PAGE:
This trend has been a common one throughout 2020 with those who have chosen to go ahead with their nuptials, and it's likely to not go anywhere for 2021, with Lelian stating "with the travel restriction, overseas guests will not be able to fly to attend the wedding but they can join the celebration on Zoom as if they were there! We are seeing wedding videographer companies launching Zoom wedding package which includes hosting the Zoom wedding with technical support, playing of medias (e.g. slideshows and music) and recording of ceremony footage etc."

Joan echoes this, stating "for guests who can’t be physically present to celebrate with the couple, there is always the option of live streaming so that those guests can still be part of the big day in a different way."

6. Extravagant décor

Weddings may be staying on the small side, but that doesn't mean that couples can't still have some fun and arrange gorgeous ceremonies for themselves and their guests to enjoy.

Many couples have had to postpone celebrations, so still want to go all out when timings allow––with smaller ceremonies also meaning that more budget can be used on areas such as decorations and food.

"Couples have waited months and they can finally have their loved ones witness their celebration! We expect couples to spend more on decoration and oversized floral arrangements, which will be perfect for pictures! Lighting will continue to play a big role for decoration, for example LED lightings, fairy lights and neon lights." explains Lelian.

Joan also notes this trend, stating that "even though many couples are tying the knot the intimate way, it doesn’t mean they will be cutting back on beautiful and extravagant decor. With guest sizes being cut down, it also means more budget to create something gorgeous and lavish or to make a statement with a smaller group. At the same time, bearing in mind of the postponement issue, I see couples selecting decor items that can be more easily re-used or are more eco-friendly such as using more greenery."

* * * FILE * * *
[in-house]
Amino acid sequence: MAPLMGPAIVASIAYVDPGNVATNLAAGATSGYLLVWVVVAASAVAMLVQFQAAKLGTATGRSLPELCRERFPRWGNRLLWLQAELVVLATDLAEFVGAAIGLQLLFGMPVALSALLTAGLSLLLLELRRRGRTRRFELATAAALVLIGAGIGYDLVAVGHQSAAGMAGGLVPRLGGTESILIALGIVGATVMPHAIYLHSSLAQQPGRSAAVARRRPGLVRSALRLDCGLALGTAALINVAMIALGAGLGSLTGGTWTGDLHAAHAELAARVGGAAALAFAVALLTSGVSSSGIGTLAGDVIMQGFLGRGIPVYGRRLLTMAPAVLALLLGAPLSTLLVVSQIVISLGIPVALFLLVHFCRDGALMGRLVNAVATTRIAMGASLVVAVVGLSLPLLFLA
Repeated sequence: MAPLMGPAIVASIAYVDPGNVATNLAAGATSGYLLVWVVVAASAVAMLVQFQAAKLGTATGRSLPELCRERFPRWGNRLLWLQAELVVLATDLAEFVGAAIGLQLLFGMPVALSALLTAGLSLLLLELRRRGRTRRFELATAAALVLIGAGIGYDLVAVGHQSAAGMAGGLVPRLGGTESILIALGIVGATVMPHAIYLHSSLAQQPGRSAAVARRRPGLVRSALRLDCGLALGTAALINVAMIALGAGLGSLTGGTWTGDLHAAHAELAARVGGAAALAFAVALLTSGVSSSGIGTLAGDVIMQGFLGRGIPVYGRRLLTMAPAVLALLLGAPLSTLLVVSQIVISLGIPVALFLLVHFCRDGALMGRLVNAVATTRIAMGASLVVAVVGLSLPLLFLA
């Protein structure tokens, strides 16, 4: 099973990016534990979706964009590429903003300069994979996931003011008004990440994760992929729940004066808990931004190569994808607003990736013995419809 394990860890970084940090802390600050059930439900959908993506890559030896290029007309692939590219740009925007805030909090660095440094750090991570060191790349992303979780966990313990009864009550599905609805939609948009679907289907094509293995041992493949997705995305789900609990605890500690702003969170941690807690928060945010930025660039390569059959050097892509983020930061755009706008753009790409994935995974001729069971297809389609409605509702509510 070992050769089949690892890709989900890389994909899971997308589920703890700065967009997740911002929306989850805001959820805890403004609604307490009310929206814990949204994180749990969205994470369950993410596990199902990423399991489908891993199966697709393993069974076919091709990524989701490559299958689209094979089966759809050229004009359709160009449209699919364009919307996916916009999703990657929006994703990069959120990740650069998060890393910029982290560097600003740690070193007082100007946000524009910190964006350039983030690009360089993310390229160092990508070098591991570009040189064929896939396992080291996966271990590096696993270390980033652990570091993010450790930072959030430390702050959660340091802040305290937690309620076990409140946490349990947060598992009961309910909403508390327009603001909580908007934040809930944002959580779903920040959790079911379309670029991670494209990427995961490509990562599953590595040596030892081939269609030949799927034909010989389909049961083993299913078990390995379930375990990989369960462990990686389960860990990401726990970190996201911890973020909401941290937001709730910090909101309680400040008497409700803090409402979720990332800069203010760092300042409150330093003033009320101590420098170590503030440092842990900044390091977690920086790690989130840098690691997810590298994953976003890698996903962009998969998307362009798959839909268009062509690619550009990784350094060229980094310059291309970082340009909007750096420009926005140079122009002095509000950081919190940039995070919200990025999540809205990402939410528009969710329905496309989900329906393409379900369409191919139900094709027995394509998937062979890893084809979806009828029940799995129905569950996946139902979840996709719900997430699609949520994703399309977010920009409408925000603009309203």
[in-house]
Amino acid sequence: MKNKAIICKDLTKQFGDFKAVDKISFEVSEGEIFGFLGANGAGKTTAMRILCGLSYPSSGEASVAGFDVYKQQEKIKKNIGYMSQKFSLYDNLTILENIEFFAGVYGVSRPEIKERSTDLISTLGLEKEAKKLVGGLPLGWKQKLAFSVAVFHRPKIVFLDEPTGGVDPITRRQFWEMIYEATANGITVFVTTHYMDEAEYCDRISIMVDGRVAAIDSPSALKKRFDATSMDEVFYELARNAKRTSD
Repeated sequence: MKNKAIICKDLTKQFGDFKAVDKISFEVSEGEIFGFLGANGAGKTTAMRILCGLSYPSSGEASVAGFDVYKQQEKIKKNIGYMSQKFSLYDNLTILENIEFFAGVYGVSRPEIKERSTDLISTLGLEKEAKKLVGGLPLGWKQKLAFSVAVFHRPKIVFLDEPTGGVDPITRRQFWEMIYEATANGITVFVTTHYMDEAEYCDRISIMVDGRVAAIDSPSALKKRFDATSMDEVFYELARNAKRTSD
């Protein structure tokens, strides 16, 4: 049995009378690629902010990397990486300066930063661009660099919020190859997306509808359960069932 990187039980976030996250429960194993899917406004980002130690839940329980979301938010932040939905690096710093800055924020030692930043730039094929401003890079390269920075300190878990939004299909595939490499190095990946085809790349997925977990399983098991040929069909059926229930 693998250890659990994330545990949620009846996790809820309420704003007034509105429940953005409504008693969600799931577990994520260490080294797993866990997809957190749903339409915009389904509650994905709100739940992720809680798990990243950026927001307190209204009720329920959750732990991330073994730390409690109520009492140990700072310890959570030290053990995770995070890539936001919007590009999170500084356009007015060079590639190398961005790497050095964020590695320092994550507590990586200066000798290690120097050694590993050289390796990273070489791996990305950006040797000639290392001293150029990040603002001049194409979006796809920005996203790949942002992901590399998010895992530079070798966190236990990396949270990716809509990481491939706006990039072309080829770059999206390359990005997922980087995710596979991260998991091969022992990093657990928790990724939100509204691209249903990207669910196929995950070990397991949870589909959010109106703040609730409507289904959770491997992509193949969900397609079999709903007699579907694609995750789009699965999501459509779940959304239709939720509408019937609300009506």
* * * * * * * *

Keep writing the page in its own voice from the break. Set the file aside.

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7. An eco-friendly approach

It's not just when it comes to the decor that couples are being more savvy about choosing to be more eco-friendly. Along with opting for greenery and plants and reusing decor, everything from the invites to the food are all getting more sustainable, with our planners predicting that this trend will continue to be on the rise.

From a practical stand point, printed wedding invites are the most sensible option due to the pandemic putting many plans on edge and venue, date and guests list changes happening last minute. Due to this, Joan explains that she advises "clients to send out digital Save the Dates first, say, anywhere between 3 to 6 months in advance. The digital Save the Dates not only serve the purpose of getting guests to actually save the date, but also helps couples to get an initial idea of who would be able to come or not, as you can ask the invited guest whether they initially know whether they can make it or not."

As well as being more practical, the digital alternative proves to be more eco-friendly, with her adding "another way of saving the need of doing invitation reprints is to just send out digital invitations which no doubt is more eco-friendly."

Lelian also notes that many are choosing to minimise waste, opting to "give out wedding flowers to guests as favours, use plant seed paper for printing, or source local food and products."

 

8. "New normal" favours

For all of 2020 and into 2021, the health, safety and hygiene of those attending and hosting all celebrations will of course be at the forefront, but those planning can still have some fun and work "the new normal" into their weddings in a tongue-and-cheek way.

With this in mind, Lelian explains that many are choosing to "embrace the new normal––with functional wedding favours like customised masks and mini sanitiser bottles with personalised stickers being the must have items at any wedding!".